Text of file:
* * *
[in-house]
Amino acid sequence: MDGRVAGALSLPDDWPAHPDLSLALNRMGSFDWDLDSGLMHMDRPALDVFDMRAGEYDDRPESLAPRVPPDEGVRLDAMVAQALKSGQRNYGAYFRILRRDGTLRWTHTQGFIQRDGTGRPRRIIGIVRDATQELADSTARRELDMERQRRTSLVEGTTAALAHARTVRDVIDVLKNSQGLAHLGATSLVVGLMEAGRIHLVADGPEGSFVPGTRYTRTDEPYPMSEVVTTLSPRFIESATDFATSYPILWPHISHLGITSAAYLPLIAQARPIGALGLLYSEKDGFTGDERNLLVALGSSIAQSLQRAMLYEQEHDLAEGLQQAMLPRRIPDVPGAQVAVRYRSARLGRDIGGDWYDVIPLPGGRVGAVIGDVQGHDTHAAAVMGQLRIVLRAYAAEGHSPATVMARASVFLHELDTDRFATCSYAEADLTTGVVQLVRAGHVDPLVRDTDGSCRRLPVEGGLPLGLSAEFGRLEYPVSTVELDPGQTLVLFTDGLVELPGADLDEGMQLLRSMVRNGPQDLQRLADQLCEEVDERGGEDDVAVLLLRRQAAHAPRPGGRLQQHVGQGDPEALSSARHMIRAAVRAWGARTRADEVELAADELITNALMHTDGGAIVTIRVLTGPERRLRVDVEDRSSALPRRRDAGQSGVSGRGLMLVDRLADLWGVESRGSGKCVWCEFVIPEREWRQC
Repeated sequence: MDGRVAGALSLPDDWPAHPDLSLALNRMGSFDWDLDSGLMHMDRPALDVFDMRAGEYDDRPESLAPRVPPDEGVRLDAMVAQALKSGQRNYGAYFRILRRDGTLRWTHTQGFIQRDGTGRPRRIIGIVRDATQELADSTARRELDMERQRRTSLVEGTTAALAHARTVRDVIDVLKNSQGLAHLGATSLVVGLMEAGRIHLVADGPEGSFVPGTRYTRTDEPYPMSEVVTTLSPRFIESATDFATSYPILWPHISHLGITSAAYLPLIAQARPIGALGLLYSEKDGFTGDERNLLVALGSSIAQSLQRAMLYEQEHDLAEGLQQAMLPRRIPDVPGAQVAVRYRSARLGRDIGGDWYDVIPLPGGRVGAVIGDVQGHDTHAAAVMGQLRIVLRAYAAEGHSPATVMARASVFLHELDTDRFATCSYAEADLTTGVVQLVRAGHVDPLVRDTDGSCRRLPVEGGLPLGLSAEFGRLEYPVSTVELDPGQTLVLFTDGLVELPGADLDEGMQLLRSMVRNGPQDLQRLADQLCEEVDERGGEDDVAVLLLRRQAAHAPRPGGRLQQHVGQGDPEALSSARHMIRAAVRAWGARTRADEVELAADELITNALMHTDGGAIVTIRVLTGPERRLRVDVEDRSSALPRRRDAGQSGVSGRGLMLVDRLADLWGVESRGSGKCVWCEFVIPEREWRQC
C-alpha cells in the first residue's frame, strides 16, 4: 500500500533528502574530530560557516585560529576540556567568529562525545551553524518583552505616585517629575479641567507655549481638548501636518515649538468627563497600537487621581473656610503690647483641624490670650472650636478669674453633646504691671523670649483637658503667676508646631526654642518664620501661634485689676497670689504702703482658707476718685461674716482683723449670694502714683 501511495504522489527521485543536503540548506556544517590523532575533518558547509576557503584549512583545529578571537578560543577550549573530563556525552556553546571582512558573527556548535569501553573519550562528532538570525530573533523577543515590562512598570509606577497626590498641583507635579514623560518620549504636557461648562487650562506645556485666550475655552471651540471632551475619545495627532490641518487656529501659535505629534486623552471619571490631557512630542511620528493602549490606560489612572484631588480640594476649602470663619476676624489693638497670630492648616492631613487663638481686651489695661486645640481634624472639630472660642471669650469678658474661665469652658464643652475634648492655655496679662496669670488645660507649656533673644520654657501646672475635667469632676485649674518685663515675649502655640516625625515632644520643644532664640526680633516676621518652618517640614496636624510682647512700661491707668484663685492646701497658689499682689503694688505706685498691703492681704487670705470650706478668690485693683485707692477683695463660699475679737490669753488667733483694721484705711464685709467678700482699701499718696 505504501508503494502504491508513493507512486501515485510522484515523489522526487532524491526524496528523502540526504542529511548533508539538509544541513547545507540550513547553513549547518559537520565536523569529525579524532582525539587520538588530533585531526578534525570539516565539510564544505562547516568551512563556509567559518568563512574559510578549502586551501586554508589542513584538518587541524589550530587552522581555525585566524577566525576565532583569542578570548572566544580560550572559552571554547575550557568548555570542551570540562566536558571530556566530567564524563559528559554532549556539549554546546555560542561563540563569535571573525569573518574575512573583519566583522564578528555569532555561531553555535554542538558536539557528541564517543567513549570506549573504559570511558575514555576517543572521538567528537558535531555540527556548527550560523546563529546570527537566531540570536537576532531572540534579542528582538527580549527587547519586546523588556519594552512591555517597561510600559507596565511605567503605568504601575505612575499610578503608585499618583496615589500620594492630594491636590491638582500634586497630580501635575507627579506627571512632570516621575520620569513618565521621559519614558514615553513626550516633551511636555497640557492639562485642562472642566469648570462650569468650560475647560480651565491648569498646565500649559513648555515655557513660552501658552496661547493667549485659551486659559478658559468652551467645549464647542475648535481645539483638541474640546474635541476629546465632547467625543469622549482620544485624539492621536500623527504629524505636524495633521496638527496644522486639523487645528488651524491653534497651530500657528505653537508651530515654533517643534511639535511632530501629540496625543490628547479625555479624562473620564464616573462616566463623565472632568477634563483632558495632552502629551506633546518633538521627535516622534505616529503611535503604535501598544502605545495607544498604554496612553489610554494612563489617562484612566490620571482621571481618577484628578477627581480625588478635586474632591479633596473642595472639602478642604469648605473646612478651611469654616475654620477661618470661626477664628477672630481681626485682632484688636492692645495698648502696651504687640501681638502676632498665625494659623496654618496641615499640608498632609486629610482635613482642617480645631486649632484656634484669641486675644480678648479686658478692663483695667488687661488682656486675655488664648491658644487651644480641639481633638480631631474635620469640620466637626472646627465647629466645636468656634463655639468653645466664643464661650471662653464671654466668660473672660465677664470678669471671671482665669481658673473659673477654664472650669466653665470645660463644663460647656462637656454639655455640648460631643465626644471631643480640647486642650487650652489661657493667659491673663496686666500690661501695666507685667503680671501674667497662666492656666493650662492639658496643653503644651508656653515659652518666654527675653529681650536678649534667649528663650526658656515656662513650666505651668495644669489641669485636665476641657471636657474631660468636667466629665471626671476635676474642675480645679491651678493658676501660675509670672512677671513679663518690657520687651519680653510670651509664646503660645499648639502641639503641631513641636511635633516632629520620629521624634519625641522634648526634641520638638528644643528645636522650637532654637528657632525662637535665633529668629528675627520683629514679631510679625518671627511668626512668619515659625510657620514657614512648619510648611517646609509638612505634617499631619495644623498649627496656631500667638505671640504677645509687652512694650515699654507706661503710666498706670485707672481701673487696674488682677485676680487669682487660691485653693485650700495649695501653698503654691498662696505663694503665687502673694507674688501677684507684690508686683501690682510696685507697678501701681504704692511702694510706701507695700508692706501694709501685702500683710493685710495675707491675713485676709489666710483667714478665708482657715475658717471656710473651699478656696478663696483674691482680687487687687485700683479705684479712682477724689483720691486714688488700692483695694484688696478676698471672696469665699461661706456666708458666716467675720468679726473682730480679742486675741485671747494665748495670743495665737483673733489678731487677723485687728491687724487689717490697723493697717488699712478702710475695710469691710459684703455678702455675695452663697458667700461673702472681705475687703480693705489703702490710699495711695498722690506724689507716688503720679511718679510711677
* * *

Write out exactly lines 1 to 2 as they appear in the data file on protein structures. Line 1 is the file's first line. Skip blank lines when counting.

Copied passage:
[in-house]
Amino acid sequence: MDGRVAGALSLPDDWPAHPDLSLALNRMGSFDWDLDSGLMHMDRPALDVFDMRAGEYDDRPESLAPRVPPDEGVRLDAMVAQALKSGQRNYGAYFRILRRDGTLRWTHTQGFIQRDGTGRPRRIIGIVRDATQELADSTARRELDMERQRRTSLVEGTTAALAHARTVRDVIDVLKNSQGLAHLGATSLVVGLMEAGRIHLVADGPEGSFVPGTRYTRTDEPYPMSEVVTTLSPRFIESATDFATSYPILWPHISHLGITSAAYLPLIAQARPIGALGLLYSEKDGFTGDERNLLVALGSSIAQSLQRAMLYEQEHDLAEGLQQAMLPRRIPDVPGAQVAVRYRSARLGRDIGGDWYDVIPLPGGRVGAVIGDVQGHDTHAAAVMGQLRIVLRAYAAEGHSPATVMARASVFLHELDTDRFATCSYAEADLTTGVVQLVRAGHVDPLVRDTDGSCRRLPVEGGLPLGLSAEFGRLEYPVSTVELDPGQTLVLFTDGLVELPGADLDEGMQLLRSMVRNGPQDLQRLADQLCEEVDERGGEDDVAVLLLRRQAAHAPRPGGRLQQHVGQGDPEALSSARHMIRAAVRAWGARTRADEVELAADELITNALMHTDGGAIVTIRVLTGPERRLRVDVEDRSSALPRRRDAGQSGVSGRGLMLVDRLADLWGVESRGSGKCVWCEFVIPEREWRQC